Razia Shamshad, Fistula Survivor with her daughter in Karachi, Pakistan.
Razia Shamshad delivered her baby after four days of excruciating labour without proper medical care. After suffering obstetric fistula, she recovered thanks to surgery. Now she wants to help other women who suffer from it. Photo: UNFPA Pakistan

Let's fight fistula, now more than ever

The fight to end obstetric fistula, one of the most serious and tragic injuries that can occur during childbirth, could be threatened by the current pandemic of COVID-19.

Obstetric fistula is preventable; it can largely be avoided by delaying the age of first pregnancy; the cessation of harmful traditional practices; and timely access to obstetric care. Unfortunately, the current pandemic affects all these preventive measures in developing countries where obstetric fistula still exists - countries in which health care systems, even before the coronavirus outbreak, failed to provide accessible, quality maternal health care.

Due to COVID-19, it is expected that 13 million more child marriages could take place by 2030 than would have otherwise. Families are more likely to marry off daughters to alleviate the perceived burden of caring for them, especially in the anticipated economic fallout of the pandemic.

The pandemic is also expected to cause significant delays in programmes to end female genital mutilation (FGM) - something that could lead to a spike in FGM cases, according to UNFPA, which is a contributing factor for obstetric fistula.

As the virus advances in these countries, health services become overloaded, or provide a limited set of the services that women need. At the same time, many women and girls also skip important medical check-ups for fear of contracting the virus.

With this possible future scenario of preventive measures in danger, now more than ever, it is important to call on the international community to use the International Day to End Obstetric Fistula to significantly raise awareness and intensify actions towards ending obstetric fistula, as well as urging post-surgery follow-up and tracking of fistula patients.

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Our heroines' stories

There is still room for optimism. Obstetric fistula exists, but fortunately, it can be treatable. Watch, read and listen to the experiences of these brave women, who suffered in silence, but are now an example of hope.

Theme 2020: "End gender inequality! End health inequities! End Fistula now!"

This year's Observance speaks up a clear message: "End gender inequality! End health inequities! End Fistula now!". Women and girls at risk of living with fistula faced structural and systemic barriers to care before the pandemic. As health systems across the globe struggle to cope with the COVID-19 response, sexual and reproductive health services risk being sidelined. Denial or lack of access to sexual and reproductive health services is especially devastating for women and girls who are already dealing with economic, social, cultural and logistical barriers.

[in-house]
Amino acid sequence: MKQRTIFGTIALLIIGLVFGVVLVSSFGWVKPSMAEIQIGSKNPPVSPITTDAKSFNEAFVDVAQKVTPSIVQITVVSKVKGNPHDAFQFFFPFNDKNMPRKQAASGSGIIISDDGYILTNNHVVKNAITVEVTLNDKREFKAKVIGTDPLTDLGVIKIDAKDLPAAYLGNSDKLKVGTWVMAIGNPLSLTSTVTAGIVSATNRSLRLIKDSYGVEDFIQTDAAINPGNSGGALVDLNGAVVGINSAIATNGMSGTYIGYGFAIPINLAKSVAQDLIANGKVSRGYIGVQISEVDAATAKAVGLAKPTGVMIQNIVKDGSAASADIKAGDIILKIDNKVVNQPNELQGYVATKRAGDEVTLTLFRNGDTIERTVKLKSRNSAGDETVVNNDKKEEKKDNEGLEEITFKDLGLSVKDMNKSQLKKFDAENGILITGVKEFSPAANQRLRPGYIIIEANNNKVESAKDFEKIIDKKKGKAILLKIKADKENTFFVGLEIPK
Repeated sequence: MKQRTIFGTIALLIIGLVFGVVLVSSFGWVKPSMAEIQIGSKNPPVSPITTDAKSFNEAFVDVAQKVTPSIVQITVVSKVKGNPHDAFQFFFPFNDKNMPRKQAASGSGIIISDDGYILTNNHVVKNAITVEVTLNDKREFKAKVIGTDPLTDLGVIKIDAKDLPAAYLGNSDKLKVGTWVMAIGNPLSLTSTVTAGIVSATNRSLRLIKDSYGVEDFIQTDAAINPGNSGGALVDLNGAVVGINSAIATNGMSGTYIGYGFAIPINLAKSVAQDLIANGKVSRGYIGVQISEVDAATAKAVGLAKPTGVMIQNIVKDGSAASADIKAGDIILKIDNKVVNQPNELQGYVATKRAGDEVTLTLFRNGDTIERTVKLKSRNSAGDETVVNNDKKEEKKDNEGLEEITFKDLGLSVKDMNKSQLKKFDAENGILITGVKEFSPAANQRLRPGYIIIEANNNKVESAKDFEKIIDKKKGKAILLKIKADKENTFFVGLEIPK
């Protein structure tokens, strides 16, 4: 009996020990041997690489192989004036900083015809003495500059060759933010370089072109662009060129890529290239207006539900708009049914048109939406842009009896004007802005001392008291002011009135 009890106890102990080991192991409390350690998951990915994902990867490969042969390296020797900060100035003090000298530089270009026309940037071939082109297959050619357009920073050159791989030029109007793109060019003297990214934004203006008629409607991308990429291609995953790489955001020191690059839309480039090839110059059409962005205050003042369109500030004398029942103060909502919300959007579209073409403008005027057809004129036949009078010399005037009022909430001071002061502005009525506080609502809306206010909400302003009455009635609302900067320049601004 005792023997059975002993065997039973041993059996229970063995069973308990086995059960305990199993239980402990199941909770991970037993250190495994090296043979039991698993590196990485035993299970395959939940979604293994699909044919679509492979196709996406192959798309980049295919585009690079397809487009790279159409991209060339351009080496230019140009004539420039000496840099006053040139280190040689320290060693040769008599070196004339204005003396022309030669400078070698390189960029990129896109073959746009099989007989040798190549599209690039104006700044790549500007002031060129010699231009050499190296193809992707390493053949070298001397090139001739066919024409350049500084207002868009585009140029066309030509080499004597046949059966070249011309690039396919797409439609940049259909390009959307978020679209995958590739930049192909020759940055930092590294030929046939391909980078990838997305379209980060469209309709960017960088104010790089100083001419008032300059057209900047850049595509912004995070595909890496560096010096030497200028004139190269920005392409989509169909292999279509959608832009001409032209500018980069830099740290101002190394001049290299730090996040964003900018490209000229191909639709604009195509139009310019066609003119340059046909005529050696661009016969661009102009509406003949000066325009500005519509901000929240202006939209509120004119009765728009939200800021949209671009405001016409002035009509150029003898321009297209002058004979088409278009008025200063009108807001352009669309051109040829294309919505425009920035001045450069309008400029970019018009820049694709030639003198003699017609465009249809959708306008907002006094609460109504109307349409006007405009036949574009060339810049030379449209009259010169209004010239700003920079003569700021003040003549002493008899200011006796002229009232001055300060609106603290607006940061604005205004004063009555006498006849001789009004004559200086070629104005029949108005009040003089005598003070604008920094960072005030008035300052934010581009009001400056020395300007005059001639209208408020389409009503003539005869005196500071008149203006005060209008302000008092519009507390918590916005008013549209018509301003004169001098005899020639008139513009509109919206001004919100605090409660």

The pandemic is deepening pre-existing inequalities (including gender inequalities), exposing vulnerabilities in social and economic systems which are in turn amplifying the impacts of the pandemic.

As the battle against the COVID-19 pandemic rages on, efforts to end fistula should continue. Provision of universal quality maternal health care services, including an adequate numbers of competent midwives and fistula surgeons to attend the woman already affected, should be a priority. Fistula prevention, treatment and follow-up services should be given high attention during pandemics.

In response to the impact of COVID 19 on maternal health services (as health resources get diverted and maternity units shut down), UNFPA, the United Nations sexual and reproductive health agency, remains and will remain committed with its programs in protecting the maternal health workforce, providing safe and effective maternity care to women and their babies and maintaining and protecting the maternal health systems.



Did you know?

  • Hundreds of thousands of women and girls in sub-Saharan Africa, Asia, the Arab region, and Latin America and the Caribbean are living with this injury.
  • Women who experience this preventable condition suffer constant urinary incontinence, which often leads to social isolation, skin infections, kidney disorders and even death if left untreated.
  • A surgery can repair the injury with success rates as high as 90% for less complex cases.
  • The average cost of this treatment, which includes surgery, post-operative, care and rehabilitation support, is $600 per patient.

Related documents

The UN Population Fund and its partners launched the global Campaign to End Fistula, which is now active in more than 55 countries, working to prevent and treat fistula, and to rehabilitate and empower fistula survivors. So far UNFPA has supported more than 113,000 surgical repairs for women and girls since 2013, and partner agencies have supported thousands more. 

Midwife checking a pregnant woman

Are pregnant women at increased risk? Is the epidemic affecting women disproportionately? Are rates of domestic violence rising? Learn more about the COVID-19 pandemic and how it affects women, pregnancy, family planning care and medical care. 

A crowd of women sitting and laughing

International days are occasions to educate the public on issues of concern, to mobilize political will and resources to address global problems, and to celebrate and reinforce achievements of humanity. The existence of international days predates the establishment of the United Nations, but the UN has embraced them as a powerful advocacy tool. We also mark other UN observances.